DELPHINE, winner of the 2011 Clay Reynolds Novella Prize, published 2012 by Texas Review Press
Because of her extraordinary dark-haired beauty, Delphine became a reluctant success, first as a model, then as an actress. Her work with a great French film director brought her international movie stardom. A famous Italian director gave her a daughter. Still searching for something else in her life, Delphine and her little girl explored the world together, from London to Vietnam, Paris to Istanbul, and beyond. Fascinated by the Middle East, she explored and lived in many parts of the ancient world, including Palestine. Men loved her and she loved some of them, but still she was restless. Deeply affected when she sees the massive wall severing Palestinian lands from Israeli territory, Delphine is determined to learn the facts and see first-hand the hardships faced by ordinary Palestinian citizens. Eventually, she raises the money to produce and star in a movie about the Palestinian territories. Although the working conditions are brutal and dangerous, she is determined to finish the movie, even if it's the last she ever makes.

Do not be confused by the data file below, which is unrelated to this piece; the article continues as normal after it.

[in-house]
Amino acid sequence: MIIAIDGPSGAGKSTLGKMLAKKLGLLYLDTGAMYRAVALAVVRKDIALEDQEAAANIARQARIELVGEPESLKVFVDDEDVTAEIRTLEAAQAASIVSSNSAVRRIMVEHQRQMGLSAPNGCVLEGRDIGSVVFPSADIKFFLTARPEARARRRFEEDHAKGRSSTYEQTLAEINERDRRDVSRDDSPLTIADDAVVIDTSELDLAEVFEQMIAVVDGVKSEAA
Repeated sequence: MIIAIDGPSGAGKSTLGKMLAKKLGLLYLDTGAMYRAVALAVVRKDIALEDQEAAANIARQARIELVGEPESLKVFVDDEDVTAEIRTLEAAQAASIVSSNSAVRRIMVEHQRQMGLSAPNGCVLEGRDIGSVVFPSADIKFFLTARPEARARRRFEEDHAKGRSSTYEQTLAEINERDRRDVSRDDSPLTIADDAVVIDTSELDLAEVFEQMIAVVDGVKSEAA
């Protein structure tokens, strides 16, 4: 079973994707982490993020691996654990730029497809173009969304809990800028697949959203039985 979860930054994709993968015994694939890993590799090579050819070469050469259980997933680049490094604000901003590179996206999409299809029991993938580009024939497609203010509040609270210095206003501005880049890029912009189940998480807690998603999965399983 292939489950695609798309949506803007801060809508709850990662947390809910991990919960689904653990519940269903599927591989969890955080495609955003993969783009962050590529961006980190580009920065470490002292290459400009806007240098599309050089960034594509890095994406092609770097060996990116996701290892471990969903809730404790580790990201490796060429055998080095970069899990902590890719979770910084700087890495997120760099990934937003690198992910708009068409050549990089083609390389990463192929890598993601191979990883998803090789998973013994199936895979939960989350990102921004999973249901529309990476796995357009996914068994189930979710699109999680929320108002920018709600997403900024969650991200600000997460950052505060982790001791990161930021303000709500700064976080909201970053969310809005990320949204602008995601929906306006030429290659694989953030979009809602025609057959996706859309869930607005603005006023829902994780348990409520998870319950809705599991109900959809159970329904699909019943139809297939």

"The Allure of this narrative is deceptive in that it offers a cunning misdirection. Apparently, it is about a young, beautiful, talented, intelligent, self-sufficient, self-confident woman who dictates terms for life herself and to hell with everyone else, but almost before it's realized, the reader is drawn into a much more compassionate and caring story of involvement, commitment, and even love, not for a person but for a people. By the end, one cannot help but to have fallen in love with her, as well, and to feel how deeply she feels her need to give herself and her talent in an attempt to make a better world."
--Clay Reynolds, series judge.
More than two decades ago, my wife and I fell in love with the countries that we in the West label the Middle East. Even as I write that, I’m reminded that the term “Middle East” is West-centric and conveys an attitude. Middle compared to what? “Far East?” Far from where? From Europe and America? Are these the basis for all geographic and cultural definitions? Point of view matters, although that's often forgotten as we trot out the familiar phrases and words.